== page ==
RETROFITTING BUILDINGS FOR ENERGY EFFICIENCY : Financing and benchmarking your retrofitting techniques and investment

11 January 2012, Comments 0

1 March 2012, Putra World Trade Centre Kuala Lumpur


The government has raised electricity tariff by 7.12% starting June 2011 as part of its ongoing subsidy rationalisation exercise plus 1% as Feed-in-Tariff (FiT) for RE Fund will be imposed on consumers’ monthly bill (excluding Domestic consumers with monthly consumption of 300kWh and below) effective 1st December 2011.

More than one-third of worldwide energy is consumed in buildings, accounting for more than 15 percent of global carbon emissions. In large cities, building energy use can account for up to 80 percent of carbon emissions. Most of the buildings that will be around in the future have already been built and are affecting our environment. And while many of these buildings were not designed for energy efficiency, a typical building can realize significant energy savings by retrofitting with up-to-date technologies and systems and optimizing operations. Reducing building energy use has a significant environmental and economic impact, greatly reducing both carbon emissions and operational costs. Building retrofit projects also benefit local economies by creating jobs.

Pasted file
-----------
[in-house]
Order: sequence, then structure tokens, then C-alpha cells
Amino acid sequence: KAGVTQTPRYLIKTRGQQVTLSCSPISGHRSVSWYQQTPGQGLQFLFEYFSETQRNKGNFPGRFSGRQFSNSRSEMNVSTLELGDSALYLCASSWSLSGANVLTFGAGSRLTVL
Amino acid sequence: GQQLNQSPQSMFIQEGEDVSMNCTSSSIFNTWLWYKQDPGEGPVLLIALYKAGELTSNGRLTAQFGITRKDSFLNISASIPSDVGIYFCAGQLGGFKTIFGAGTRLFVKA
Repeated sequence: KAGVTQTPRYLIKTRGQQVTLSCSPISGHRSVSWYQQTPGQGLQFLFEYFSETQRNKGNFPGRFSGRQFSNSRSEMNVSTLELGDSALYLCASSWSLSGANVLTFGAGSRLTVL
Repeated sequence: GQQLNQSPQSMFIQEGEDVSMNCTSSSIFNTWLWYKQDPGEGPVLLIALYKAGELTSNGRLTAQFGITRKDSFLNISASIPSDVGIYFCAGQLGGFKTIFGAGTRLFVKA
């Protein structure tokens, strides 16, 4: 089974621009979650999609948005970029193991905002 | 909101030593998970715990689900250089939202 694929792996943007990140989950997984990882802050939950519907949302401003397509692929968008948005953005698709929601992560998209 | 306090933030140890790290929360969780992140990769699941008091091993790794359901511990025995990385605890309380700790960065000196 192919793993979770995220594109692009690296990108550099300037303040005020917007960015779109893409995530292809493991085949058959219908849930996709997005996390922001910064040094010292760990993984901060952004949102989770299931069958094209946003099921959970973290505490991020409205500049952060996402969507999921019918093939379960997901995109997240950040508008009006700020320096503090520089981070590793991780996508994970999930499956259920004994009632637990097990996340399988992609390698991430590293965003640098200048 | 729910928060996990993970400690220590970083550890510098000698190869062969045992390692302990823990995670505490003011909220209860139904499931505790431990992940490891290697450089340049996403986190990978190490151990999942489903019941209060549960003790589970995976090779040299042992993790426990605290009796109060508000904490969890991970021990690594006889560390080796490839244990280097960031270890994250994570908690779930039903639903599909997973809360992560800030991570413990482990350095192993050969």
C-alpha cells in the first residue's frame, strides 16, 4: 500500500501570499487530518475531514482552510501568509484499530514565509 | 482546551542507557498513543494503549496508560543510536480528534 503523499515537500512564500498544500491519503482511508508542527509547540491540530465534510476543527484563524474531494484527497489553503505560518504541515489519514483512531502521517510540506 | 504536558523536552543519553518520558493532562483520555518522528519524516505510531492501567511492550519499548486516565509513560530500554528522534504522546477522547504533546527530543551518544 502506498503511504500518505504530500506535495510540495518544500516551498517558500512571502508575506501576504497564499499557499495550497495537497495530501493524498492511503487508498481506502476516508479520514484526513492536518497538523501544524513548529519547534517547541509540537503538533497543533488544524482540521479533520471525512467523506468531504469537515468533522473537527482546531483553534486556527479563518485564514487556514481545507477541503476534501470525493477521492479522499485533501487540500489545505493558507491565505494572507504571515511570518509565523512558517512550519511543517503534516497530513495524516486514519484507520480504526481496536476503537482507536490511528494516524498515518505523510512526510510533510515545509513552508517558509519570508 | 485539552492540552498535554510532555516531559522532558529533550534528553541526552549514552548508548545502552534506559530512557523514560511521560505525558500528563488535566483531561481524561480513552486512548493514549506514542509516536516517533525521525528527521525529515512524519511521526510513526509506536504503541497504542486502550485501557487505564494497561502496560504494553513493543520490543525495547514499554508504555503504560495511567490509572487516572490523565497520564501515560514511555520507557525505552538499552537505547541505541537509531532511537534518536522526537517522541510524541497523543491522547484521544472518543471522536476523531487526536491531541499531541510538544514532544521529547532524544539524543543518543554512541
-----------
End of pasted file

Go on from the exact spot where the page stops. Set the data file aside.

As the economy moves towards dip recession, building and industry owners have to seek ways to cut costs, retain tenants, increase market performance and gain competitive advantage. An energy-efficient retrofit can achieve these objectives by turning business-as-usual operations into profit centers.

Existing buildings are full of energy efficiency opportunities waiting to be realized. While some savings are obvious and easy to reach via one-off upgrades of windows, lighting and appliances, by using an integrated, whole-buildings design approach, profoundly larger energy savings can often be gained at little or no added capital cost.
Source Clintonfoundation/ climate Initiative

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